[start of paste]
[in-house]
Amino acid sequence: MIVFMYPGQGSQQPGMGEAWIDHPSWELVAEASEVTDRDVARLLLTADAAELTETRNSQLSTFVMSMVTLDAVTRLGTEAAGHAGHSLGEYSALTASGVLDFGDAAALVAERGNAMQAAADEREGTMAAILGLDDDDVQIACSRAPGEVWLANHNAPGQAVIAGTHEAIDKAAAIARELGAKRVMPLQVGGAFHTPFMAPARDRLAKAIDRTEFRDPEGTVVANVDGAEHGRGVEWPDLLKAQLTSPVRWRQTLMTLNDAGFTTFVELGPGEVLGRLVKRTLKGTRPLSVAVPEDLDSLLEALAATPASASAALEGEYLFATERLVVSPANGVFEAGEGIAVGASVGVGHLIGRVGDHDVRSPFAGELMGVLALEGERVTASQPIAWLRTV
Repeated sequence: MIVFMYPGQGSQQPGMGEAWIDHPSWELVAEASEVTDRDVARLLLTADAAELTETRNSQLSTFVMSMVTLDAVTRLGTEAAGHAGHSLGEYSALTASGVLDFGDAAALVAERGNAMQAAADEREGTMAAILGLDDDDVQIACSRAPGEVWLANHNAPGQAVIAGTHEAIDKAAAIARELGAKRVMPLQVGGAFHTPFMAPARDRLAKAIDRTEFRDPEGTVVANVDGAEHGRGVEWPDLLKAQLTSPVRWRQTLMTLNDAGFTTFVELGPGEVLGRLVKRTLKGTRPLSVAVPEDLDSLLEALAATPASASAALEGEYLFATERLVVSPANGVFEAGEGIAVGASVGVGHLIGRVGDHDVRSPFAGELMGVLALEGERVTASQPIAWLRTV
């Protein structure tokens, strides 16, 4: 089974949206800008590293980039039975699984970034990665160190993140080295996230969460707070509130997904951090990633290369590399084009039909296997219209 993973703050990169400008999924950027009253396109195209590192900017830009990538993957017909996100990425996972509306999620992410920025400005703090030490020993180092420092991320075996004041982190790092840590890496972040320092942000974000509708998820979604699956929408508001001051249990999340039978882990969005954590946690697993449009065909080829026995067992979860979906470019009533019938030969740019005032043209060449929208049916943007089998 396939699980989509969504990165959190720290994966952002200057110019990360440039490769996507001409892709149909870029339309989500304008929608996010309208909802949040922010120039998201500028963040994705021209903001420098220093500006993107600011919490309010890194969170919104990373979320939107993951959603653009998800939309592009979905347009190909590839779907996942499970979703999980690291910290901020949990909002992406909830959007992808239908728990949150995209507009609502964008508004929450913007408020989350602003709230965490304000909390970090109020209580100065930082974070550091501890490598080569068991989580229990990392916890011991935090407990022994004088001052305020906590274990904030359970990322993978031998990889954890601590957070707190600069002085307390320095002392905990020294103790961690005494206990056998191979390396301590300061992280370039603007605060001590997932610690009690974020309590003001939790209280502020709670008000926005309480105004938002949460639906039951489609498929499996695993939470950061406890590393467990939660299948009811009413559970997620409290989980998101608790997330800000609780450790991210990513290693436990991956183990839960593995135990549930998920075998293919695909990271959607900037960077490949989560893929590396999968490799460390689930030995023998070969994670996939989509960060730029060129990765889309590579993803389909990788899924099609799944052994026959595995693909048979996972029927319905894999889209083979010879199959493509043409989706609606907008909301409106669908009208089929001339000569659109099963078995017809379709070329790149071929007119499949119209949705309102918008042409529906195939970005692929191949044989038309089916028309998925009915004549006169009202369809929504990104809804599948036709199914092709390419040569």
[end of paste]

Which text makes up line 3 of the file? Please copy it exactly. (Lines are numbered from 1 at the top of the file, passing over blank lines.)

Repeated sequence: MIVFMYPGQGSQQPGMGEAWIDHPSWELVAEASEVTDRDVARLLLTADAAELTETRNSQLSTFVMSMVTLDAVTRLGTEAAGHAGHSLGEYSALTASGVLDFGDAAALVAERGNAMQAAADEREGTMAAILGLDDDDVQIACSRAPGEVWLANHNAPGQAVIAGTHEAIDKAAAIARELGAKRVMPLQVGGAFHTPFMAPARDRLAKAIDRTEFRDPEGTVVANVDGAEHGRGVEWPDLLKAQLTSPVRWRQTLMTLNDAGFTTFVELGPGEVLGRLVKRTLKGTRPLSVAVPEDLDSLLEALAATPASASAALEGEYLFATERLVVSPANGVFEAGEGIAVGASVGVGHLIGRVGDHDVRSPFAGELMGVLALEGERVTASQPIAWLRTV